I can assure you that we hear you, whichever way you voted.
We hear you, and we pledge to ensure that more homes are built and to invest more in our schools and the NHS.
We hear you, and we pledge to ensure that the minimum wage is a real decent living wage, high enough that there is no incentive for employers to bring in low paid workers from overseas. And we will ensure that our public services have enough money to pay that living wage.
We hear you, and we pledge that we will reform parliament so that MPs are truly accountable to their constituencies and have to listen to your views. We will be more transparent in what decisions we make in Westminster and, while we are still in the EU, how we vote in Brussels on your behalf.
Governments are elected to make decisions on our behalf, but we only elect them for no more than five years at a time. But some decisions will reverberate for generations to some, and when we make those decisions it is incumbent upon us to build a consensus on the direction to be taken, even if there are differences in the details.
So today I am announcing the establishment of a cross-party Commission for the Future that is charged with developing our negotiating position with the EU. A position that is founded on our shared values and traditions, based on mutual understanding and respect. A position on the way forward that is as near as possible a consensus between left and right, between the young and the old, between North and South, between England, Scotland, Wales and Northern Ireland, between leavers and remainers.
Even though we have decided to leave the EU, our lives, our economy and our future are inextricably joined with those of our European neighbours. We still need to cooperate on security, on trade in goods and services, on protecting our shared environment. And so we want the new relationships between our governments to be strong and productive, and we want the friendships between our peoples to be close and lasting.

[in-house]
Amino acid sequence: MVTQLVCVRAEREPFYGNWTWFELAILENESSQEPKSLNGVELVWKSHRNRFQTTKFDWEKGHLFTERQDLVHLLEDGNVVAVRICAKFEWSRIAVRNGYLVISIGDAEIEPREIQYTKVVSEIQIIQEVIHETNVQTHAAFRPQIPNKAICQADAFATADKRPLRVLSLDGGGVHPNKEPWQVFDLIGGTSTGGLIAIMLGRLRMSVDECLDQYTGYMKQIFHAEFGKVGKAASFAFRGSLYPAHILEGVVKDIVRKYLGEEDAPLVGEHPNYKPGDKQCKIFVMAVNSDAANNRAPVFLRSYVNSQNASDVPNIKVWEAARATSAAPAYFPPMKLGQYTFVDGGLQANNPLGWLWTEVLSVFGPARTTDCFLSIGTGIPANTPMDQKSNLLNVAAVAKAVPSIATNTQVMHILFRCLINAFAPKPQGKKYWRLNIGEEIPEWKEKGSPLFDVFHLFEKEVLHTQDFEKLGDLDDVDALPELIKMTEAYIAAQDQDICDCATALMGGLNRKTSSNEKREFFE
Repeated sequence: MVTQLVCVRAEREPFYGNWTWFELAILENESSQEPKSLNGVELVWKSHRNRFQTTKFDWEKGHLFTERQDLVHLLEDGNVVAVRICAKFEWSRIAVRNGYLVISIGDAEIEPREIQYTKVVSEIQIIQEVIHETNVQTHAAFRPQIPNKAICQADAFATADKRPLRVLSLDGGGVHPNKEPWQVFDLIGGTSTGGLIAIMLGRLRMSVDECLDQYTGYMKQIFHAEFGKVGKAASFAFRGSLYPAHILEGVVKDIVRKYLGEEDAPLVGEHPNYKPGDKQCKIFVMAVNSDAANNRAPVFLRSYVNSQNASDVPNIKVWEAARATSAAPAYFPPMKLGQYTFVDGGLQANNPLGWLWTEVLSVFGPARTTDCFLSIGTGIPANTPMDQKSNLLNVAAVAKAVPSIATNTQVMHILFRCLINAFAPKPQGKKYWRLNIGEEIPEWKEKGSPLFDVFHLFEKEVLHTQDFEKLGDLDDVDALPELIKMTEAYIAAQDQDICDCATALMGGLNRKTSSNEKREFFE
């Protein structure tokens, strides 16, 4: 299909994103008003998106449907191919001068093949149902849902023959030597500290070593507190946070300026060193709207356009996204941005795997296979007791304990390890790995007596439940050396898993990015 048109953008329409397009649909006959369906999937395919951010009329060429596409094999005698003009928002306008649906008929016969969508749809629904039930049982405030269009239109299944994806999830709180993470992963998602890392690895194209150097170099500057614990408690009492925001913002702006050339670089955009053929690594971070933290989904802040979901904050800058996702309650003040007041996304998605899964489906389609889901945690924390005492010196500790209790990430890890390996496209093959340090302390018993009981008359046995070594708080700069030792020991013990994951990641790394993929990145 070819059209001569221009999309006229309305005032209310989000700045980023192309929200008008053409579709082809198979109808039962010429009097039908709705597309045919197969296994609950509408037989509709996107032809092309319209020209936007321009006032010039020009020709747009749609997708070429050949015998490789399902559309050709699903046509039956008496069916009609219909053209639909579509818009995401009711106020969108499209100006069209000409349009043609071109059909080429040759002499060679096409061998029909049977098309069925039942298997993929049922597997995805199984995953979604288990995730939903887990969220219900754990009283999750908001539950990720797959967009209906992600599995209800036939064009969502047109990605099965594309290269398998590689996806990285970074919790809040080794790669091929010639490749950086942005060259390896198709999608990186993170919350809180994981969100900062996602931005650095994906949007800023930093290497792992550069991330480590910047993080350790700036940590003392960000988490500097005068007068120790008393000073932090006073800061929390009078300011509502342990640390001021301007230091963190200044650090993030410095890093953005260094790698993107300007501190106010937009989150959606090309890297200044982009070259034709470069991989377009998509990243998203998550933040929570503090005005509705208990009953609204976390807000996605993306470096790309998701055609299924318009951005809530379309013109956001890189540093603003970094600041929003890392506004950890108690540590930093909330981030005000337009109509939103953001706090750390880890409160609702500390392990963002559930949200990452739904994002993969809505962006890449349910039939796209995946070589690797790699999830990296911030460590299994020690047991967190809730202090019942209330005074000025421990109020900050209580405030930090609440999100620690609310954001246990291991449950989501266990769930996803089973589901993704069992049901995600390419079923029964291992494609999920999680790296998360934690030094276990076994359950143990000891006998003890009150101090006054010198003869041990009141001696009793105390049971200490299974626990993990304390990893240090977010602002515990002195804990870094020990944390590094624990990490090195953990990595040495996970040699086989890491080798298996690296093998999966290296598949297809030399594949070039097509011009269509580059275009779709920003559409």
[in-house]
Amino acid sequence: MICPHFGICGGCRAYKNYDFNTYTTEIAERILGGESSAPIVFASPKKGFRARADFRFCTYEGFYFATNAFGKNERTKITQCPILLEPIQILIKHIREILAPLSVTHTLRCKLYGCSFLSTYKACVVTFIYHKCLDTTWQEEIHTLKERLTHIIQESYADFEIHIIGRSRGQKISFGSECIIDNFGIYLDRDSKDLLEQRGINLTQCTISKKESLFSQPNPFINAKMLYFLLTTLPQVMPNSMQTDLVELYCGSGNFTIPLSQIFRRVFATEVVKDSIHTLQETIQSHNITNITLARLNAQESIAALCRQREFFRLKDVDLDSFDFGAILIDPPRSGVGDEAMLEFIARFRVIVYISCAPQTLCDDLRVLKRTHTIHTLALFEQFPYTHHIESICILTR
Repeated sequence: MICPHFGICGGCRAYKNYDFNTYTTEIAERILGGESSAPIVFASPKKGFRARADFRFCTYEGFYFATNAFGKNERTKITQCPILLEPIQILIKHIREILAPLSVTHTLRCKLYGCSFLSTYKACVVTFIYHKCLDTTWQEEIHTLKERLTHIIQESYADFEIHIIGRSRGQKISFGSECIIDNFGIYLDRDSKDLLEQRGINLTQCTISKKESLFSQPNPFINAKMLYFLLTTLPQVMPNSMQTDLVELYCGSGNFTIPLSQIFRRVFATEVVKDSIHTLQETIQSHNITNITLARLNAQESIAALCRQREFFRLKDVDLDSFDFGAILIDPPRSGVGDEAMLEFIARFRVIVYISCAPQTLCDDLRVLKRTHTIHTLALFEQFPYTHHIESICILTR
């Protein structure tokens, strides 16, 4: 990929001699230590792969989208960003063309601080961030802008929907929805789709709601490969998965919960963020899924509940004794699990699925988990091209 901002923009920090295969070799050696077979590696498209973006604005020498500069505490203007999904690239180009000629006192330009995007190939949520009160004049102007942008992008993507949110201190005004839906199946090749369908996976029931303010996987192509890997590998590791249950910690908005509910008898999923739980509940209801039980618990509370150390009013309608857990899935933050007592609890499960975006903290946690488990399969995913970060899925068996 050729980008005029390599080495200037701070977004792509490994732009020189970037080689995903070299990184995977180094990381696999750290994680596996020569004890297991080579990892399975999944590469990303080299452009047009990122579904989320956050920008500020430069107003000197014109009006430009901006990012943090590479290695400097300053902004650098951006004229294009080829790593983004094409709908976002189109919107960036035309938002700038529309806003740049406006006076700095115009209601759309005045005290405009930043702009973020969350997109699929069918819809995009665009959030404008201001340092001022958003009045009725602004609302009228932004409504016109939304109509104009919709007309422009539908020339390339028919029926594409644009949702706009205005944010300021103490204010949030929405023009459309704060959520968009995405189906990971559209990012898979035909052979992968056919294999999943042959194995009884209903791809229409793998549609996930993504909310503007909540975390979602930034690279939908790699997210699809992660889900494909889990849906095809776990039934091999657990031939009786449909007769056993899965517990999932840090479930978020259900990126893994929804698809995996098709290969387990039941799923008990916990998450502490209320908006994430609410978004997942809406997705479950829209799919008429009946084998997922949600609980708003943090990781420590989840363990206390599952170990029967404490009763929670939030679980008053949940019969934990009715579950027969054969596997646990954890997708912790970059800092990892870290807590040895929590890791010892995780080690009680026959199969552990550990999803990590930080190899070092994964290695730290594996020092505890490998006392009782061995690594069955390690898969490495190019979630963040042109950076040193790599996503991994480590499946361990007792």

To this end, I can make one further pledge. To all those citizens of other European countries who are living and working here legitimately, I invite you to stay and continue to be a valued and welcome part of the mosaic that is a modern and successful Britain. I make this pledge willingly and without preconditions, and with every hope and expectation that our European neighbours extend the same hand of friendship and guarantees to British citizens currently living and working in their countries.
We have all been battered and bruised in this referendum campaign. It is the very nature of referendums to divide us – the system demands each side to make claims and counter-claims that will bring people to their way of thinking, dismissing all alternative viewpoints. But now that the referendum is over, then so must the attacks end. We need to let go of the rhetoric and learn again how to listen to each other. Some will find that a challenge and will see this speech as a betrayal, but it is my belief that the overwhelming majority want us to heal the wounds of the last year. It is down to all of us, politicians and citizens alike, to reach out to others, to rebuild our communities, to be the very best that we can be”.